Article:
Saturday, 30 November 2013

Guangdong to trial family doctor service

China's southern Guangdong Province, one of the richest regions in the country, will initiate a family doctor service starting next year on a trial basis, local health authorities said.
The move is to encourage people to have medical care at grassroots medical institutions and reduce the pressure on hospitals in cities.
The provincial government is expected to experiment the service at county-level next year. The service will cover all streets and villages within five years, according to a provincial health and family planning commission statement on Wednesday.
A family doctor, or family physician, is devoted to the continuing and comprehensive health care for individuals and families across all ages.
The family doctor service will be based on the general medical practitioners service in urban community and rural township clinics. They will initially serve the elderly, pregnant, disabled, children and those with chronic diseases and then extend to all people in their areas, according to the statement.
The doctors will provide basic medical care as well as health consultations.
Coastal Guangdong Province, with a population of more than 100 million, is leading the country in economic development with a per capita gross domestic product of 54,095 yuan ($8,818) recorded in 2012.
Source: Global Times

Chinese Alzheimers research may be example of academic 'black market'

by Margaret Munro
Some of Canada’s top brain specialists have apparently been duped by shady operators in China.
The Canadian doctors approved and recently published a scientific report on Alzheimer’s disease that came from a “flourishing” academic black market in China, according to a report released Thursday.
“China’s publication bazaar,” as it is described, allows unscrupulous scientists to pay big money — up to  $26,300 — to become authors of scientific papers they didn’t write.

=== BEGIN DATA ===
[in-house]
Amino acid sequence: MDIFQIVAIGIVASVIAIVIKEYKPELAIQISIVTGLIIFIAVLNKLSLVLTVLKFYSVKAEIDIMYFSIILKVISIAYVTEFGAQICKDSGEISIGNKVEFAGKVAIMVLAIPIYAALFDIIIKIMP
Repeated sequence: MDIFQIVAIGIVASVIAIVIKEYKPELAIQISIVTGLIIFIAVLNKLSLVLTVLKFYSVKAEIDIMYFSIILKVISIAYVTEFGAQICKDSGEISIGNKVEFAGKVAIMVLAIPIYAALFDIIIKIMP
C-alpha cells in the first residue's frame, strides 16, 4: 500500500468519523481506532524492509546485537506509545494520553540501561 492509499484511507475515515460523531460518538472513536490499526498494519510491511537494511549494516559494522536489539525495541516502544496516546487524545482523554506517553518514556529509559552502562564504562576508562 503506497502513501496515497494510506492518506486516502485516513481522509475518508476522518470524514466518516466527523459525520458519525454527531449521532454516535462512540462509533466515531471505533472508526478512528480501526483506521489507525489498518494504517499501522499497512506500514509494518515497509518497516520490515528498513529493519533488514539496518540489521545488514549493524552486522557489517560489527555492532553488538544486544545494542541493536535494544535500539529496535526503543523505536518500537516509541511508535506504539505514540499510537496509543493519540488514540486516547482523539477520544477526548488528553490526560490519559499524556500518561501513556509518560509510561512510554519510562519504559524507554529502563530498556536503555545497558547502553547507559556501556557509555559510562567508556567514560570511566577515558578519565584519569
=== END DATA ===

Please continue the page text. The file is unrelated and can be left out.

They don’t do any experiments or research either, according to the report in the U.S. journal Science that adds a creative, if disturbing, twist to research misconduct.
“It’s new to me,” says Dr. Robert Chen, at the University of Toronto, who is now investigating the origins of the suspect Alzheimer’s report.
It surfaced last year in China’s “flourishing academic black market involving shady agencies, corrupt scientists and compromised editors — many of them operating in plain view,” according to Science. It says that several scientific papers advertised under “authorship for sale” by Chinese brokers and editing shops have later appeared in established journals — including the Alzheimer’s report published this year in the Canadian Journal of Neurological Sciences.

Chinese government acts to improve 'second rate' rural medical insurance plan

Early in November, Chen Ping arrived in Beijing on what was likely to be her last trip to the capital.
The 52-year-old stayed just two days - long enough for her to say a heartfelt farewell to the doctors and nurses in the oncology department of the Chinese PLA General Hospital who have been treating her breast cancer for eight years.
Chen, who comes from a small village in Jilin province, wanted to express her gratitude to the medical staff for helping to extend her life.
She told the staff she was grateful to have lived long enough to see her sons grow up. However, as her illness is now in the terminal stages she has decided to stop receiving treatment.
One man Chen particularly wanted to see was out of town, so she was unable to say a last goodbye to Liu Duanqi, former director of the hospital's oncology department, who supervised her treatment.
Liu, looking tired after a working trip to Gansu province, said of Chen: "She's a peasant woman with a rural hukou (household registration). That means the only public medical insurance available to her is the New Rural Cooperative Medical Scheme."
The hukou system effectively ties a person to their place of birth and registration. It usually means that they are ineligible to claim social benefits or medical insurance if they receive treatment outside the place where they are registered.

Poor rural infants to be screened for PKU, thyroid and hearing disorders

China will start screening for three major diseases among infants in poor rural areas next month, said the National Health and Family Planning Commission here on Friday.
The free screening targets phenylketonuria, congenital hypothyroidism and hearing disorder and will cover about 490,000 rural newborns in 200 poverty-stricken counties of 21 provincial regions, said a commission statement.
Those who are diagnosed with the diseases will receive treatment and medical assistance from the state, according to the statement.